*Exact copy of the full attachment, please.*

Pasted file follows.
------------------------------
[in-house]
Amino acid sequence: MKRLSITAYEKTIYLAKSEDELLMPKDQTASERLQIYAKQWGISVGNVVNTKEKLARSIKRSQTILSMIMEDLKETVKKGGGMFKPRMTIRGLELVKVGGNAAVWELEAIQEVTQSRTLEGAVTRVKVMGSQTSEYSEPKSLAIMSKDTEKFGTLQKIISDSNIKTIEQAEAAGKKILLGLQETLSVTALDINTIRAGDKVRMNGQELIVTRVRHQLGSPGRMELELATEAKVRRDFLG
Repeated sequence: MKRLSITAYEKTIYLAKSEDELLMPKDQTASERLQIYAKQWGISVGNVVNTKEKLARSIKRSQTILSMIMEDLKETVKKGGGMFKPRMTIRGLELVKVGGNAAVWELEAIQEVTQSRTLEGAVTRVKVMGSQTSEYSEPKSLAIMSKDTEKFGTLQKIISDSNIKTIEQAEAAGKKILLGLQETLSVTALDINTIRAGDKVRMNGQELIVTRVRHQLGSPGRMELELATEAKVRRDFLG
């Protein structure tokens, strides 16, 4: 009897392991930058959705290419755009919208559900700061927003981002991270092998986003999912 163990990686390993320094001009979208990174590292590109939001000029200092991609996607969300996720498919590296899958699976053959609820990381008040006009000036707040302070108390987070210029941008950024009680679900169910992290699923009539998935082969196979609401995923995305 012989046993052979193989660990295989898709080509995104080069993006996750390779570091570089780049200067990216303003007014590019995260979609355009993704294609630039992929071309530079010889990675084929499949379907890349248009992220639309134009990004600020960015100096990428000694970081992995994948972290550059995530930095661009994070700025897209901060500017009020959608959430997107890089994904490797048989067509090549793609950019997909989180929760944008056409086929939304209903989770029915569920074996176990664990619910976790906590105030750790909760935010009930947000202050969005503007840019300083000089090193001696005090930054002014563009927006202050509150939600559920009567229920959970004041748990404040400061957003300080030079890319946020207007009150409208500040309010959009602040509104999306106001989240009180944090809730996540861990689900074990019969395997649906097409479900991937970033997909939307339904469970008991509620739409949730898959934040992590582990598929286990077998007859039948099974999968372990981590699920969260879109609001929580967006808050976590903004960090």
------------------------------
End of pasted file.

[in-house]
Amino acid sequence: MKRLSITAYEKTIYLAKSEDELLMPKDQTASERLQIYAKQWGISVGNVVNTKEKLARSIKRSQTILSMIMEDLKETVKKGGGMFKPRMTIRGLELVKVGGNAAVWELEAIQEVTQSRTLEGAVTRVKVMGSQTSEYSEPKSLAIMSKDTEKFGTLQKIISDSNIKTIEQAEAAGKKILLGLQETLSVTALDINTIRAGDKVRMNGQELIVTRVRHQLGSPGRMELELATEAKVRRDFLG
Repeated sequence: MKRLSITAYEKTIYLAKSEDELLMPKDQTASERLQIYAKQWGISVGNVVNTKEKLARSIKRSQTILSMIMEDLKETVKKGGGMFKPRMTIRGLELVKVGGNAAVWELEAIQEVTQSRTLEGAVTRVKVMGSQTSEYSEPKSLAIMSKDTEKFGTLQKIISDSNIKTIEQAEAAGKKILLGLQETLSVTALDINTIRAGDKVRMNGQELIVTRVRHQLGSPGRMELELATEAKVRRDFLG
């Protein structure tokens, strides 16, 4: 009897392991930058959705290419755009919208559900700061927003981002991270092998986003999912 163990990686390993320094001009979208990174590292590109939001000029200092991609996607969300996720498919590296899958699976053959609820990381008040006009000036707040302070108390987070210029941008950024009680679900169910992290699923009539998935082969196979609401995923995305 012989046993052979193989660990295989898709080509995104080069993006996750390779570091570089780049200067990216303003007014590019995260979609355009993704294609630039992929071309530079010889990675084929499949379907890349248009992220639309134009990004600020960015100096990428000694970081992995994948972290550059995530930095661009994070700025897209901060500017009020959608959430997107890089994904490797048989067509090549793609950019997909989180929760944008056409086929939304209903989770029915569920074996176990664990619910976790906590105030750790909760935010009930947000202050969005503007840019300083000089090193001696005090930054002014563009927006202050509150939600559920009567229920959970004041748990404040400061957003300080030079890319946020207007009150409208500040309010959009602040509104999306106001989240009180944090809730996540861990689900074990019969395997649906097409479900991937970033997909939307339904469970008991509620739409949730898959934040992590582990598929286990077998007859039948099974999968372990981590699920969260879109609001929580967006808050976590903004960090």